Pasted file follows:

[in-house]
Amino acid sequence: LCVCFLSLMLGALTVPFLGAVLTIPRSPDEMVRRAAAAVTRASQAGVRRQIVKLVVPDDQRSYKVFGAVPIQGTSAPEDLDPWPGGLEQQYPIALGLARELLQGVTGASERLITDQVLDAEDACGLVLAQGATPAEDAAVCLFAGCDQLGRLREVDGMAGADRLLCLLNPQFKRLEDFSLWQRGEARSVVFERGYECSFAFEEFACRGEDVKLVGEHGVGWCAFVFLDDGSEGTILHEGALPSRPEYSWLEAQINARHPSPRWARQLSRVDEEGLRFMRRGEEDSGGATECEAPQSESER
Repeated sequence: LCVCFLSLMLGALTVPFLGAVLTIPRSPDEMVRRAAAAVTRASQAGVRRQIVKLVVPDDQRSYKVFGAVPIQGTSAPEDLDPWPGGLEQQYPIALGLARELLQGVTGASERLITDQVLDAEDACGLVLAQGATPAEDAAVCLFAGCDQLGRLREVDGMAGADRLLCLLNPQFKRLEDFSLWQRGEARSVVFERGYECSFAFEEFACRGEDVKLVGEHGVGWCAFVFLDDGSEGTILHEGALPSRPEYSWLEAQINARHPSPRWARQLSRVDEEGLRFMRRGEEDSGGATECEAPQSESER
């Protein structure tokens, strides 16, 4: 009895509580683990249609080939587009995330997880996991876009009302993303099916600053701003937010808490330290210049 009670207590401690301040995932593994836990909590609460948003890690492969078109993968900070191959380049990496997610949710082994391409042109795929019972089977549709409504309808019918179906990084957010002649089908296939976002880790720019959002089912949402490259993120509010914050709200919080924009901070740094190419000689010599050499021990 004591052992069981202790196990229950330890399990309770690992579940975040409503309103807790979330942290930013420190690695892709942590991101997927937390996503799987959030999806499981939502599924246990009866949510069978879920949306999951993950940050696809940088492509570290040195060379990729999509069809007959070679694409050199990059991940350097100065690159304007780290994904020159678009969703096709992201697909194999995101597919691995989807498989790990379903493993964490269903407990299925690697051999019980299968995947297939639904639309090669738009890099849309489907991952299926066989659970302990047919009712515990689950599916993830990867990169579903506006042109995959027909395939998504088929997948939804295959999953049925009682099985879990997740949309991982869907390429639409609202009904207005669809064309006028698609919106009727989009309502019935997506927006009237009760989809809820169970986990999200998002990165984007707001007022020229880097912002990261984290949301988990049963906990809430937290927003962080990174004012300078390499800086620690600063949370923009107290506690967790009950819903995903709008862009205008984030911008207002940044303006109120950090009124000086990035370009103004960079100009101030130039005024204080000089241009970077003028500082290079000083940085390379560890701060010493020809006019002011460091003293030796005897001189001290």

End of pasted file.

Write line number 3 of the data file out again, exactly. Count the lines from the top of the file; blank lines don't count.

Repeated sequence: LCVCFLSLMLGALTVPFLGAVLTIPRSPDEMVRRAAAAVTRASQAGVRRQIVKLVVPDDQRSYKVFGAVPIQGTSAPEDLDPWPGGLEQQYPIALGLARELLQGVTGASERLITDQVLDAEDACGLVLAQGATPAEDAAVCLFAGCDQLGRLREVDGMAGADRLLCLLNPQFKRLEDFSLWQRGEARSVVFERGYECSFAFEEFACRGEDVKLVGEHGVGWCAFVFLDDGSEGTILHEGALPSRPEYSWLEAQINARHPSPRWARQLSRVDEEGLRFMRRGEEDSGGATECEAPQSESER